Word of the Week (209): ZAMPONE (probability 17832), by David Sutton

A ZAMPONE (plural ZAMPONI) is a kind of Italian sausage, made with a stuffed pig's trotter.

Foreigners, of course, have always been given to mucking about with the concept of the sausage, which in its unpretentious British form of pork stuffed into a skin, grilled to a brownish-black and served with mashed potato, gravy and fried onions, provided one of the most anticipated and enjoyed dishes of my childhood.

The Italians also offer various other kinds of tubular object that are not my idea of a sausage at all: the SALAMI, the PEPERONI or PEPPERONI, a hard, spicy pork and beef sausage, the MORTADELLA (plural MORTADELLE or MORTADELLAS), and the POLONY, a dry sausage of partly cooked meat, taking its name from Bologna.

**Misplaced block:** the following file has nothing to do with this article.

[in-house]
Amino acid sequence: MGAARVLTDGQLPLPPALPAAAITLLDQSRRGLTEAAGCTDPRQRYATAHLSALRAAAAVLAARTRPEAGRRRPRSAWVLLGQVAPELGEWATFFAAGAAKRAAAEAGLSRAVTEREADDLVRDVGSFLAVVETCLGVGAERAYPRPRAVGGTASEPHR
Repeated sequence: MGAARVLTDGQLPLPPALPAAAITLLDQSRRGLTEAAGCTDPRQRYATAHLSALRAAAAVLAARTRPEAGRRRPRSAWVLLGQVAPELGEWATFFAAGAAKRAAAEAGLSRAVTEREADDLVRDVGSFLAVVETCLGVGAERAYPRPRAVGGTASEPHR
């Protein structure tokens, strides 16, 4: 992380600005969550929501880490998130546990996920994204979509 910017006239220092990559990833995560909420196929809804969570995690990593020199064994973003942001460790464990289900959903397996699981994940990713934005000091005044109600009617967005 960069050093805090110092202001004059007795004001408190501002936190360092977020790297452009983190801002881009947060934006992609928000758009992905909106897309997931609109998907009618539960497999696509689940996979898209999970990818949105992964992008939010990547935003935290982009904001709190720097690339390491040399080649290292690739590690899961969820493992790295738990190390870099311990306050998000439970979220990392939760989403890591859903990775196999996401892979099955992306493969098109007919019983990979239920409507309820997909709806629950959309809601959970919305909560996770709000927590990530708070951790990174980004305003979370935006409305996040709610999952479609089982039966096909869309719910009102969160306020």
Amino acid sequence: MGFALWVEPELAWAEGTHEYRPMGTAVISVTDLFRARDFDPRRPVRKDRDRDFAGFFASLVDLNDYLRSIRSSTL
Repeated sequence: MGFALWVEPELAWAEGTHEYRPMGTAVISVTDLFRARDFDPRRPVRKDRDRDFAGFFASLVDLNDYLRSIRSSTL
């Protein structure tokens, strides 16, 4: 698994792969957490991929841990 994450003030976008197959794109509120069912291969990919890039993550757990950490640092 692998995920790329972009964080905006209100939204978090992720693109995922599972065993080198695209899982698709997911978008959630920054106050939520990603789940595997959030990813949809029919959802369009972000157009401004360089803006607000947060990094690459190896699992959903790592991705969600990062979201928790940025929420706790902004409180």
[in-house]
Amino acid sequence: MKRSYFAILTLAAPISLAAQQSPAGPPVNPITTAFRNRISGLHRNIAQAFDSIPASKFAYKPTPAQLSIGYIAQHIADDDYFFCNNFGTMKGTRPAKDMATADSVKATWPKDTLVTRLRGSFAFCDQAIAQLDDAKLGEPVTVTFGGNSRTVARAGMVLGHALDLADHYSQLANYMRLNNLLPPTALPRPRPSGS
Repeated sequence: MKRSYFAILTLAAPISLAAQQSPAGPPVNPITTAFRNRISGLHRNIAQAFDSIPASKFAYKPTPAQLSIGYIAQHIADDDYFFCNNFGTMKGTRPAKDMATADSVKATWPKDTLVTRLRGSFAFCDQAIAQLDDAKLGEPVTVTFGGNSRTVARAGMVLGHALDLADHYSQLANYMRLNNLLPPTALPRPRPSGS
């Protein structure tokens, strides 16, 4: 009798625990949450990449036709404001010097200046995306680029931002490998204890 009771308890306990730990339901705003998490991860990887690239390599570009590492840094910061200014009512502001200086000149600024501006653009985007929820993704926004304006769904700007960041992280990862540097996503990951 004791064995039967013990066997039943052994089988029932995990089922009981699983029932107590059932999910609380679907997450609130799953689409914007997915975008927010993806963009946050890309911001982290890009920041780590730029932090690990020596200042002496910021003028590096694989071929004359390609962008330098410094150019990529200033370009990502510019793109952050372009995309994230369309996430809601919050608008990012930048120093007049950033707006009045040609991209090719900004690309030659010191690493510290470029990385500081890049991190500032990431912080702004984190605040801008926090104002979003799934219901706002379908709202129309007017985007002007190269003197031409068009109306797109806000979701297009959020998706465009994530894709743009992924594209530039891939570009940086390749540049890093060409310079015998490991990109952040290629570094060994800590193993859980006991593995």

The Spaniards offer the wildly over-seasoned CHORIZO. I cannot speak for the Portuguese LINGUICA or LINGUISA, but suspect it comes from the same stable, perhaps literally.

The French, surprise surprise, add garlic to their sausages to make the CERVELAS or CERVELAT, though in France you may also be served an ANDOUILLE, or if times are hard an ANDOUILLETTE. The SAVELOY seems to be the same as the CERVELAS, both going back in origin to the Latin cerebellum, brain, referring to the fact that brains are one of their ingredients.

The best the Irish can manage is the DRISHEEN, made with sheep's blood. The Poles go in for a smoked variety of sausage, the KIELBASA (plural KIELBASY, KIELBASAS, KIELBASI), KOLBASI (plural KOLBASIS), KOLBASSI (plural KOLBASSIS) or KULBASA (plural KULBASAS).

The Germans take endless botched shots at the target, offering the BRATWURST, the BLUTWURST, the KNACKWURST or KNOCKWURST, the LIVERWURST and of course the FRANKFORT or FRANKFURTER, which is also known as the WEENIE, WIENIE, WEINER or WIENER.

What can one say about these foreign pretenders? As Churchill might have declaimed, let them do their WURST, the British banger shall continue to reign supreme among the sausages of the world.


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